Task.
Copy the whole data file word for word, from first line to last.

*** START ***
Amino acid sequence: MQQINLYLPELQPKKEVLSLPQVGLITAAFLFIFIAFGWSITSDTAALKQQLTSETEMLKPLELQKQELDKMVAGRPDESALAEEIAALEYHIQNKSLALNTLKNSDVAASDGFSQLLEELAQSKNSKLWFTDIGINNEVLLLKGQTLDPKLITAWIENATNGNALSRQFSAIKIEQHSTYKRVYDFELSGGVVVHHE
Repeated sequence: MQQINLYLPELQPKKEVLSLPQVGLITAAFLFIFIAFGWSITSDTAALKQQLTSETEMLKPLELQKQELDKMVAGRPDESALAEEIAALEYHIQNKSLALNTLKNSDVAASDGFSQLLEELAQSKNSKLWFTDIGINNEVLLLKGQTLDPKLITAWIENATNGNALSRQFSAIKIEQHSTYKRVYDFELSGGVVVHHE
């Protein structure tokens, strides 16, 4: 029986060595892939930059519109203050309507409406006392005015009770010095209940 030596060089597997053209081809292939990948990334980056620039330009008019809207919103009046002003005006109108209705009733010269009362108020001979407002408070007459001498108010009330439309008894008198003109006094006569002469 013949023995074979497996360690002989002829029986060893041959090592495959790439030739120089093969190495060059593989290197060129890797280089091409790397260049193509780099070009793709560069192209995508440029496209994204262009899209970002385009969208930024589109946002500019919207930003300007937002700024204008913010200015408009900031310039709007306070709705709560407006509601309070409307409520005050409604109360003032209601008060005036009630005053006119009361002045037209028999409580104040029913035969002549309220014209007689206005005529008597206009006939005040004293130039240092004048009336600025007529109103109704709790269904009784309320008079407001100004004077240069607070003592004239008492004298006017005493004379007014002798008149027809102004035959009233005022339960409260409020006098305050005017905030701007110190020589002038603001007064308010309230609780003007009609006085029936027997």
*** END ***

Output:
Amino acid sequence: MQQINLYLPELQPKKEVLSLPQVGLITAAFLFIFIAFGWSITSDTAALKQQLTSETEMLKPLELQKQELDKMVAGRPDESALAEEIAALEYHIQNKSLALNTLKNSDVAASDGFSQLLEELAQSKNSKLWFTDIGINNEVLLLKGQTLDPKLITAWIENATNGNALSRQFSAIKIEQHSTYKRVYDFELSGGVVVHHE
Repeated sequence: MQQINLYLPELQPKKEVLSLPQVGLITAAFLFIFIAFGWSITSDTAALKQQLTSETEMLKPLELQKQELDKMVAGRPDESALAEEIAALEYHIQNKSLALNTLKNSDVAASDGFSQLLEELAQSKNSKLWFTDIGINNEVLLLKGQTLDPKLITAWIENATNGNALSRQFSAIKIEQHSTYKRVYDFELSGGVVVHHE
């Protein structure tokens, strides 16, 4: 029986060595892939930059519109203050309507409406006392005015009770010095209940 030596060089597997053209081809292939990948990334980056620039330009008019809207919103009046002003005006109108209705009733010269009362108020001979407002408070007459001498108010009330439309008894008198003109006094006569002469 013949023995074979497996360690002989002829029986060893041959090592495959790439030739120089093969190495060059593989290197060129890797280089091409790397260049193509780099070009793709560069192209995508440029496209994204262009899209970002385009969208930024589109946002500019919207930003300007937002700024204008913010200015408009900031310039709007306070709705709560407006509601309070409307409520005050409604109360003032209601008060005036009630005053006119009361002045037209028999409580104040029913035969002549309220014209007689206005005529008597206009006939005040004293130039240092004048009336600025007529109103109704709790269904009784309320008079407001100004004077240069607070003592004239008492004298006017005493004379007014002798008149027809102004035959009233005022339960409260409020006098305050005017905030701007110190020589002038603001007064308010309230609780003007009609006085029936027997």